France Coach Bruno Bini began to play his hand, grabbing onto the offensive momentum of his team, putting in both Camille Abily and Eugenie Le Sommer as the half progressed. Soon after Thomis showed her determination in having a hand in the result of the match, as she latched onto a ball that had been flicked on and drove through the Canadian defense half-volleying an effort off the cross bar and over. Chances came again and again for the French, first Abily in the 65th minute whose shot bounced off the post, and then Le Sommer, who wasted some great work by Thiney to release her in front of goal, only to see her effort fired over. Corine Franco seemed to finally give France the edge beating McLeod in the 71st minute, but Desiree Scott, who has had a fantastic tournament for the Canadians, showed her awareness in jumping off her post to get behind McLeod and clear the ball off the line. Franco again had more chances off of corner kicks, but put both of her efforts off target.

Yet if France played the metaphorical instruments for the entire second half, the Canadians snuck in to hit the final, most important note in the form of Diana Matheson. The most dimunitive player on the field, and one of Canada’s most consistent over the past decade (crucial assist to Charmaine Hooper in a 1-0 quarterfinal win over top team China in the 2003 World Cup, anyone?), showed her poise in shocking the French and doing what the French couldn’t do the entire match, as she calmly put the ball past Sarah Bouhaddi, latching on to a blocked Sophie Schmidt shot, eight yards from goal.

It could be said that the Canadians feeling robbed by the United States in their last game committed their own robbery against the stunned French. France outshot the Canadians 18-4, and the Canadians proved the beauty of the game, as their only shot on goal in the game was the one that mattered, as it sent Canada home with their first Olympic team medal since 1936.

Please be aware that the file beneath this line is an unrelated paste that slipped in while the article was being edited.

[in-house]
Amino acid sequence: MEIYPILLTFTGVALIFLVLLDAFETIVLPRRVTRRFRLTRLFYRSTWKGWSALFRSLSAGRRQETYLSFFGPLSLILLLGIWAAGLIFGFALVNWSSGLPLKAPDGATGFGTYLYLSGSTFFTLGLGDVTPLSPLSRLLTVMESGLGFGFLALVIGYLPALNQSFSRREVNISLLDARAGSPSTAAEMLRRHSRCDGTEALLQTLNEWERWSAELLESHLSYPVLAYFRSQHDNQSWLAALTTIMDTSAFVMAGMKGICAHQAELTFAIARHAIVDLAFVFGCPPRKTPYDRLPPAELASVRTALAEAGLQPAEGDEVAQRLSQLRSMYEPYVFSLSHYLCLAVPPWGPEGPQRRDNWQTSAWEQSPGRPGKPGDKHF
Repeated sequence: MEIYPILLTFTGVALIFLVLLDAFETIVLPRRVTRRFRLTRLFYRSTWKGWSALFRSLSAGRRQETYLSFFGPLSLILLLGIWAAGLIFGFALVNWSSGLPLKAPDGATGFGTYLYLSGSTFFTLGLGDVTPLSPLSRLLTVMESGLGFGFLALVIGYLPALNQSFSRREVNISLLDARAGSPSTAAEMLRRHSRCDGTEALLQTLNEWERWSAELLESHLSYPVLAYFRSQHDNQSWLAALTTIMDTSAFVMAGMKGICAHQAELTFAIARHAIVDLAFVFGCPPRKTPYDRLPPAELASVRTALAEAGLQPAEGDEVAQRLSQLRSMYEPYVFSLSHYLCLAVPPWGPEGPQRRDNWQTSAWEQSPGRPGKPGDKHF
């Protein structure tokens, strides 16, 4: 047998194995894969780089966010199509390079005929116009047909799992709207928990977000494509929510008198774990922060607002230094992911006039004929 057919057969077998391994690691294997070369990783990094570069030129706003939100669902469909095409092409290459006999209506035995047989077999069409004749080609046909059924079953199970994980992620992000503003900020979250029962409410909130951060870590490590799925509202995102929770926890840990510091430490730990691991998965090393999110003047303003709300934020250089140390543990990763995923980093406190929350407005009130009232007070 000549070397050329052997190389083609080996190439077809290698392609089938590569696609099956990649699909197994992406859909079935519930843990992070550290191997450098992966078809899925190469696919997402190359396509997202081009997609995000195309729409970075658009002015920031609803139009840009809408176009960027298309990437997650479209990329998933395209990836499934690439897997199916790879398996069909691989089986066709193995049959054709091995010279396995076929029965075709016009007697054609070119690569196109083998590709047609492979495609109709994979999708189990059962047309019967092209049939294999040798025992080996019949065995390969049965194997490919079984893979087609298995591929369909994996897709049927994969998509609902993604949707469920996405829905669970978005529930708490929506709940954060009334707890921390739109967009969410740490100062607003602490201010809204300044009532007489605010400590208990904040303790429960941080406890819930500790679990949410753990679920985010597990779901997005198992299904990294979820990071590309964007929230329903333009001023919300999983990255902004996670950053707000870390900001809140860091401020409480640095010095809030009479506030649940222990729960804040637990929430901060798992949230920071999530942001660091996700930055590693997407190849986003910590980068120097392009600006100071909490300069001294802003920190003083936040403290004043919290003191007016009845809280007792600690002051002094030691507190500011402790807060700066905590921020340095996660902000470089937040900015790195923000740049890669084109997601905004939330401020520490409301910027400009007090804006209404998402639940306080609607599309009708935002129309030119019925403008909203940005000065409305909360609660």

Olympic Recap: U.S. vs. Canada

by Tiffany Weimer

In my previous post about the France vs. Japan game I stated that it was one of the most intense women’s soccer games in the history of life.

Little did I know that I would actually watch the most intense women’s soccer game in the history of life not long after I typed those words.

The U.S. Canada game was one for the history books and I’m not just talking about women’s soccer, but soccer in general. (Yeah, I said it).

The U.S. ended up winning the game 4-3 in a game that resembled a heavyweight bout that seemed to be over multiple times before another seemingly knock out punch was delivered.

Although the U.S. seemed to have the run of play in the opening part of the half, Christine Sinclair scored her first of three in the 22nd minute after Melissa Tancredi controlled a Marie-Eve Nault entry pass and delivered a ball into the path of Sinclair. Canada’s all-time leading scorer took two touches past the American defenders and struck the ball authoritatively past a helpless Hope Solo. The goal seemed to ignite the Canadians, and swing the balance of play.

The Canadians went into the half up 1-0 over the Americans.

The beginning of the second half showed again a determined Canadian side that the U.S. were struggling to break down, until the 55th minute. With a Canadian defender abandoning the front post to defend the two players the U.S. had at the corner, Megan Rapinoe took advantage and whipped the ball in near post. In a mess of players, the ball caromed past a stunned Canadian side, leveling the game at 1.

Yet Sinclair seemed intent on making the night hers. She struck brilliantly in the 67th minute off of a Diana Matheson corner kick, out-jumping the U.S. defenders and heading the ball into the top corner.

Rapinoe replied again with a brilliant strike from outside of the 18-yard box. She was given just an inch and she took it, hitting the ball off the far post and in at the 70th minute.

Three minutes later, it was Sinclair again. Yes, again.

In the 73rd minute she headed home a cross from strike partner Tancredi, past Solo to put the Canadians up 3-2.

In the 78th minute, a free kick was awarded inside the Canadian’s 18-yard box after goalkeeper Erin McLeod was called for holding the ball more than six seconds.

The six-second rule states that the goalkeeper must release the ball after holding it in her hands for six seconds, a call that is not made often.